I've been diligently ignoring the RDF 2.0 threads on the semantic-web interest list, especially on Syntax since I've been there before (Modernising Semantic Web Markup). Firstly I'd endorse what Jeremy Carroll says about the features.
I think I'm qualified as an expert on RDF graph serializations / syntax since:
- I edited the RDF/XML (2004)
- I co-created and co-edited N-Triples
- I created Turtle
- played with making an atom-triples (Atom Triples Internet Draft from 2008)
and I implemented all of the above plus GRDDL, RDFa (via librdfa), Atom and RSS*es, RDF/JSON, ... in Raptor
People moan about RDF/XML and have for years. I even wrote down in great detail the flaws in Modernising Semantic Web Markup. Over all that time nobody has come up with a credible and complete XML syntax alternative that stuck, even myself. Let me summarize the ones I know:
- TriX: had little takeup
- RXR: ditto
- GRIT: new, but flawed since it can only represent trees (no named bnodes)
The fundamental problem I think with using XML to write down graphs is:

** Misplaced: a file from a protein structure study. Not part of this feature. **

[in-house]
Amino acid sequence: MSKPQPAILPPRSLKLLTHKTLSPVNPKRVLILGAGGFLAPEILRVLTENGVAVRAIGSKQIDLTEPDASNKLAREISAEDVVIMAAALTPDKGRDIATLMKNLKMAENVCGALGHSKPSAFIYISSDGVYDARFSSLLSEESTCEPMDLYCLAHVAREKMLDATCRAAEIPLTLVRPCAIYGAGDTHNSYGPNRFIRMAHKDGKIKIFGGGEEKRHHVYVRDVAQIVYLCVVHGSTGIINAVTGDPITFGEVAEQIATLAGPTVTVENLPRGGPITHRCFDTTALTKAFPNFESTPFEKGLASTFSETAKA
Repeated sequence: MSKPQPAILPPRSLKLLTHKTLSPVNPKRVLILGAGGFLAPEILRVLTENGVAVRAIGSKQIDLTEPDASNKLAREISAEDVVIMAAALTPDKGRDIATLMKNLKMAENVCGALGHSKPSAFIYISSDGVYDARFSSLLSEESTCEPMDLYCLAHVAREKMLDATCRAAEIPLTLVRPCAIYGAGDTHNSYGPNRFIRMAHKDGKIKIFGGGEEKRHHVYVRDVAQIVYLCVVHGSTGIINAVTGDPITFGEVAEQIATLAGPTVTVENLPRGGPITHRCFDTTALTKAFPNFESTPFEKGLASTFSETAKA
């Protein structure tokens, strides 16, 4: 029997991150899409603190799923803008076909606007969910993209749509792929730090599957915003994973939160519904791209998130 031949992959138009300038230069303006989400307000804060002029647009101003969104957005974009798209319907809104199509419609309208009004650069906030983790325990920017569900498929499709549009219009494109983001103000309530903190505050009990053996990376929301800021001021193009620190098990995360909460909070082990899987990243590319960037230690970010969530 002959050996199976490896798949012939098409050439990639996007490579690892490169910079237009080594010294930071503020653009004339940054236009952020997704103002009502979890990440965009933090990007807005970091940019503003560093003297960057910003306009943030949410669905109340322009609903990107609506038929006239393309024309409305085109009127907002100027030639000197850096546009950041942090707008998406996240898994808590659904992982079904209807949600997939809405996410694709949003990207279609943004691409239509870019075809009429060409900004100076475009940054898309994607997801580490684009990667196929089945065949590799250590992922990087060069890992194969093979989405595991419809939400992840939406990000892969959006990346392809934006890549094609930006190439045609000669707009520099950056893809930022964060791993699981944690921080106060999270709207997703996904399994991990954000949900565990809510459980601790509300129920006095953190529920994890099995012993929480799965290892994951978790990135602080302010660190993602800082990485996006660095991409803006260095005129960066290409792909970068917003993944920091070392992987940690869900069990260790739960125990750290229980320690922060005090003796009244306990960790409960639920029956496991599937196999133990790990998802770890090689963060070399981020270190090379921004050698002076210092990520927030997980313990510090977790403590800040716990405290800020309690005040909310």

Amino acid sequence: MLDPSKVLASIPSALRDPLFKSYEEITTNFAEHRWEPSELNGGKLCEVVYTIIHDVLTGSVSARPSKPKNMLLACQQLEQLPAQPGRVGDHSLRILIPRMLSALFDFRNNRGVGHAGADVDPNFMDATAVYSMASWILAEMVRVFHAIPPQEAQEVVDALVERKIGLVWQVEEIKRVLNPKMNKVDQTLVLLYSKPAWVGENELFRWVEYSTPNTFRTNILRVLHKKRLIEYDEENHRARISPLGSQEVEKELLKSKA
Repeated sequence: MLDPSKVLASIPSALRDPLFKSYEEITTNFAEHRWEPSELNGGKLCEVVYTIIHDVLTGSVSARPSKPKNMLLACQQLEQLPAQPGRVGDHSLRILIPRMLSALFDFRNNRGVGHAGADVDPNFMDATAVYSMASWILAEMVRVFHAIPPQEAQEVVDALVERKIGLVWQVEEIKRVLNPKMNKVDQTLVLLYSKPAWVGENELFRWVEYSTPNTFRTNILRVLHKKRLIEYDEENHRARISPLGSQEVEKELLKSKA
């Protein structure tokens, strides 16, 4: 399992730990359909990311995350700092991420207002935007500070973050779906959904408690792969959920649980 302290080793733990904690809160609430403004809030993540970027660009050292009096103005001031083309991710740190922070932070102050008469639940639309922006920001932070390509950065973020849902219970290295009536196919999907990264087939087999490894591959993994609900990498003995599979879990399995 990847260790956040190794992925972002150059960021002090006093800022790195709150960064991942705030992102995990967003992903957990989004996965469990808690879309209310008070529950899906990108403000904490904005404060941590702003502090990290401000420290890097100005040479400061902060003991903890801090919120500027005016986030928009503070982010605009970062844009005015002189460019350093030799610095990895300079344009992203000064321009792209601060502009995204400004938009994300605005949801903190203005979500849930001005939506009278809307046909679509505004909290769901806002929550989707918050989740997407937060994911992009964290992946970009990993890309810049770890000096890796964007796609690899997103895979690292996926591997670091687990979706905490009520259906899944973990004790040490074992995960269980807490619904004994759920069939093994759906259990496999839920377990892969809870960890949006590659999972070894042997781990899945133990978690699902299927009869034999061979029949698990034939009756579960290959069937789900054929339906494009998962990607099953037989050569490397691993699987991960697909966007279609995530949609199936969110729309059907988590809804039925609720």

People looking at XML expect they are looking at a hierarchical Tree.
So writing a Graph in an XML Tree is just going to always fail the simplicity test. This might come from using the XML DOM or looking at HTML, XHTML, but it's pretty embedded in the mind.
Right now I'd dismiss any XML format for any "simple" or "obvious" way to write down RDF graphs that will be accepted by new users.
(Aside: There's also a technical argument that no XML format can ever represent all RDF graphs since RDF allows Unicode codepoints that are not allowed in XML).
Now this isn't a problem just with XML, it's also true of other non-XML formats that are serial hierarchical documents. That means formats like JSON, which cannot even out-of-the-box represent anything that is not a tree, since it has no ID/REF mechanism.
Of course, apart having dealt with the RDF/XML I also invented Turtle (based on the N3 syntax, simplified) and although it's a non-XML syntax, does seem to be in the sweet spot for users understanding it, without having the hierarchical document expectation. Yes, Turtle is close to JSON/python in syntax design space but this doesn't seem to have been a problem.
So I'm happy with how Turtle turned out and that should be the focus of RDF syntax formats for users. It does need an update and I'll probably work on that whether or not a new syntax is part of some future working group - I have a pile of fixes to go in. Adding named graphs (TRIG) might be the next step for this if it was a standard.
It may be there is a need for a better machine format, but please don't mix them. Also, machines can read Turtle RDF :)
Consider this stream of conciousness RDF syntax thoughts as the basis of my position paper for the W3C RDF Next Steps workshop.